I guess the Constitution still means something to someone

Sunday July 29 2018


By Bernard Tabaire

It has been obvious in Uganda for the longest time, as it is clear elsewhere, that the wananchi make the final decision about how they want to be governed. The elites that make up the Executive, legislative and judicial branches are largely an incestuous lot ever ready for Faustian bargains.

The question, I suppose is this: do we the people, the unwashed masses, clearly understand the power we have and how we should wield it to create a great society?

Somehow, the Speaker is innocent in allowing soldiers to attend to an emergency inside the wall of the parliamentary chamber. The said emergency is yelling politicians.

They constitute an emergency that calls for severe beating, which clobbering was clearly pre-planned and therefore had nothing to do with responding to an emergency but rather to force through the required constitutional changes. Even if there were an emergency, did it require bringing in soldiers? Search me. This rubbish can’t be surpassed.

The Constitutional Court judges think the process wasn’t entirely clean, but they seem to say it wasn’t so unclean as to invalidate the outcome. Huh, same stuff we hear regularly from the Supreme Court when it comes to presidential petitions.

Oh, wait. The unclean process only invalidates the extension of MPs’ term from five to seven years, itself constituting daylight theft. It does not smear the removal of the age limit to allow for a life presidency.

When doublespeak and outright duplicity come from on high, what are we the people to do? Fold and run? Nope, except that those who want a new way forward will have to work harder to make their votes count, they have to act to overwhelm the well-oiled dirty tricks machine of electoral theft. It is apparent that whining and whimpering will not do.

Meanwhile, why read all the acres of text word for word? There was unanimity, for example, on throwing out the MPs’ extension of their term. So why did every judge go over his/her reasons in excruciatingly boring detail? Just concur and underline one or two things that in your view the colleagues who spoke before did not adequately articulate, after which you dump your entire judgement on the judiciary website for those interested to read and praise or damn your prose and grounding in constitutionalism.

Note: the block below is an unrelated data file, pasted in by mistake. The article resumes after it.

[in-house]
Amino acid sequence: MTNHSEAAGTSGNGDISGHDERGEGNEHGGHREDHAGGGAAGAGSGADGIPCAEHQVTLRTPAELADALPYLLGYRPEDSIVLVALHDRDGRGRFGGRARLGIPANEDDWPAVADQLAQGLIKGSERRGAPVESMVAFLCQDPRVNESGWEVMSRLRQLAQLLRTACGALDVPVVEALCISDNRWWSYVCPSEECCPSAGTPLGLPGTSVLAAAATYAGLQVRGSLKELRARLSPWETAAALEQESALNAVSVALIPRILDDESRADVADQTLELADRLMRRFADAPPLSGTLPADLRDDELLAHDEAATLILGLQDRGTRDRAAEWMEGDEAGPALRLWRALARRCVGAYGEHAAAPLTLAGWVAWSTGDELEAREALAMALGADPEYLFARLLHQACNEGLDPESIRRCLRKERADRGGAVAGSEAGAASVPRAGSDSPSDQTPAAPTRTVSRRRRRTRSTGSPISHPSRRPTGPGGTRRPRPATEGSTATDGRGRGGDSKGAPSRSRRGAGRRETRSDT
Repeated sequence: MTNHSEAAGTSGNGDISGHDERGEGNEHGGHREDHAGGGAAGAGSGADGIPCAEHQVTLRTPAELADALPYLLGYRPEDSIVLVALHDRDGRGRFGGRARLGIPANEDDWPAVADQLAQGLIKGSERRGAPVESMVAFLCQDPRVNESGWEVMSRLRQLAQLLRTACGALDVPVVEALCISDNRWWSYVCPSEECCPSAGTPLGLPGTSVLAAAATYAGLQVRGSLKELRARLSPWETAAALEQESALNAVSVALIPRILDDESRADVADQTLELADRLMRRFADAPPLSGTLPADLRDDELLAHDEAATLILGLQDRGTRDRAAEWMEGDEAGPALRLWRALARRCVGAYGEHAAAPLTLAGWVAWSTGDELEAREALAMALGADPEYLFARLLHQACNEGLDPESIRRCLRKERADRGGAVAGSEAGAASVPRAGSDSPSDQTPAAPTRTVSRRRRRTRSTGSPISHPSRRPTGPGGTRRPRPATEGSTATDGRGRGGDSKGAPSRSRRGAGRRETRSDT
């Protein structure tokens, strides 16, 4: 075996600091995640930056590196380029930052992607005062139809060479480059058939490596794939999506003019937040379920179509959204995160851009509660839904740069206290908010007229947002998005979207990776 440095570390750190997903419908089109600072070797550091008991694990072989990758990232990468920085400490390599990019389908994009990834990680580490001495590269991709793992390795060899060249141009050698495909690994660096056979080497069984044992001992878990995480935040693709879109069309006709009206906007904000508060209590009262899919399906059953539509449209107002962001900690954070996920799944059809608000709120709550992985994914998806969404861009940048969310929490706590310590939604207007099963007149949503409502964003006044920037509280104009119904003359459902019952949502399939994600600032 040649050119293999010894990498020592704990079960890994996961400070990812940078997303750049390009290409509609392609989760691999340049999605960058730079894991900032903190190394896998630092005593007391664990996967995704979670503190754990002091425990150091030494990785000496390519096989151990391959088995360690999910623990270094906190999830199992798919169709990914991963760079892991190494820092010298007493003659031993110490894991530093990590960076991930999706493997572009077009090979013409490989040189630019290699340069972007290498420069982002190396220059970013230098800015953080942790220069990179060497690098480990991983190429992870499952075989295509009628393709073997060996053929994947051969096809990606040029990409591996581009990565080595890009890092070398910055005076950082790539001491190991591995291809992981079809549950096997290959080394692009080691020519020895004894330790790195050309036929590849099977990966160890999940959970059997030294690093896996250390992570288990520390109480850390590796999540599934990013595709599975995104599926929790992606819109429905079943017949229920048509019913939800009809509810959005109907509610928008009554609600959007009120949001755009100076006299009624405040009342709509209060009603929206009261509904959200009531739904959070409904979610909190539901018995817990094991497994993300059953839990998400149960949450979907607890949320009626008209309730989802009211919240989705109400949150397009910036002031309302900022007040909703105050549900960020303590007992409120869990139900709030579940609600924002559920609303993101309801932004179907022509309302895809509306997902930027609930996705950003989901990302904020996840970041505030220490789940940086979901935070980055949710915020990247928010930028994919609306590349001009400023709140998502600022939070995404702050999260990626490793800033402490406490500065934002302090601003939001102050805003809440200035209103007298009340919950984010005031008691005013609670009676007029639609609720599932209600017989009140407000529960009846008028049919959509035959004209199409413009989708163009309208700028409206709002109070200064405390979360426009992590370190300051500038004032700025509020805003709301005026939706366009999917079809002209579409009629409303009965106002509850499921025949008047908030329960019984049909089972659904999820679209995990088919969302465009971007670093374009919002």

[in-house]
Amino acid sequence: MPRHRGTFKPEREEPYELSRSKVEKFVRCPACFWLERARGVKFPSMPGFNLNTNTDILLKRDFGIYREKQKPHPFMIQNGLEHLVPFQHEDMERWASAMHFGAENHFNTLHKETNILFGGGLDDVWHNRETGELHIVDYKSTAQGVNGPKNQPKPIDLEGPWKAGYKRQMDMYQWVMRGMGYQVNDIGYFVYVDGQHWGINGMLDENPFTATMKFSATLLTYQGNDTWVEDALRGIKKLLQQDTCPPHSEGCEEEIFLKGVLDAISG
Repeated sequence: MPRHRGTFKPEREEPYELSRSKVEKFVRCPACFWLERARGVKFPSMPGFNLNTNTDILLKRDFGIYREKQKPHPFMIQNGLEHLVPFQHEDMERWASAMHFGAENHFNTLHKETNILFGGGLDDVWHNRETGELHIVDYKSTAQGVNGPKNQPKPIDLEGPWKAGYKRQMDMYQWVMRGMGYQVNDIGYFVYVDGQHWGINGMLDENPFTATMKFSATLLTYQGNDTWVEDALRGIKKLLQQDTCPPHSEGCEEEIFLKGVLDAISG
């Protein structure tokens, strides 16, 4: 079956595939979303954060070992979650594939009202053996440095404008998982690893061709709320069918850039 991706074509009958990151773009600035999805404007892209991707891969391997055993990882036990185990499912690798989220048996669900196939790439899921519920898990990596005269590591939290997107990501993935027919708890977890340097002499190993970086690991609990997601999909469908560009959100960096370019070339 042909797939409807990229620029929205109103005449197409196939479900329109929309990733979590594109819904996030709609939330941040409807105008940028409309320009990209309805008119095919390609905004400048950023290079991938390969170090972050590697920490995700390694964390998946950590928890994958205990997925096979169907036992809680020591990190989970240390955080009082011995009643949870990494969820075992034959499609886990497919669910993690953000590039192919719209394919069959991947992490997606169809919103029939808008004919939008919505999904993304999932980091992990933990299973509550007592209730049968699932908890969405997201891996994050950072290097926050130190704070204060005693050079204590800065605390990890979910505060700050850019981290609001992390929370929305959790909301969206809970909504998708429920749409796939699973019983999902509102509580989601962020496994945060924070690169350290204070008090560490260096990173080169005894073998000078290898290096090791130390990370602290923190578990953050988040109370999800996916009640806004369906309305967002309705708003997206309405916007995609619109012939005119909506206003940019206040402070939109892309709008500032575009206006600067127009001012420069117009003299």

It should be instructive to the judges that their decision was obvious from the moment the hearings ended. I do not know of even one perceptive commentator who did not predict the outcome: age limit stands and Mzee gets his life’s desire, but the MPs’ power grab of a longer term gets binned. That is exactly how it turned out. This cannot be a ringing endorsement of our judicial system and this particular coram of judges.

Now it is onward and forward, sort of. Soon, it will be campaign season ahead of the 2021 election. That election, if it doesn’t turn out all the bums, will produce another bunch that is as uninspired, or even worse, than the ones before. No sense of higher purpose for being in public service. Corruption. Cronyism. Incompetence. Patronage. Chicanery.

Anyways, let me leave the dark side and look to the positive. In the long flow of Uganda’s history, this court process has added something, for better and for worse, to constitutionalism in our society.

Even if there is an appeal to the Supreme Court, decades from today, we will have picked what lessons we want. This is because ultimately, it is about the choices we make. Thus far, we have not acquitted ourselves very well. And yet we have no one to blame. We blame us — the wananchi. If we really want different, let’s go for it.

Bernard Tabaire is a media trainer and commentator on public affairs based in Kampala.
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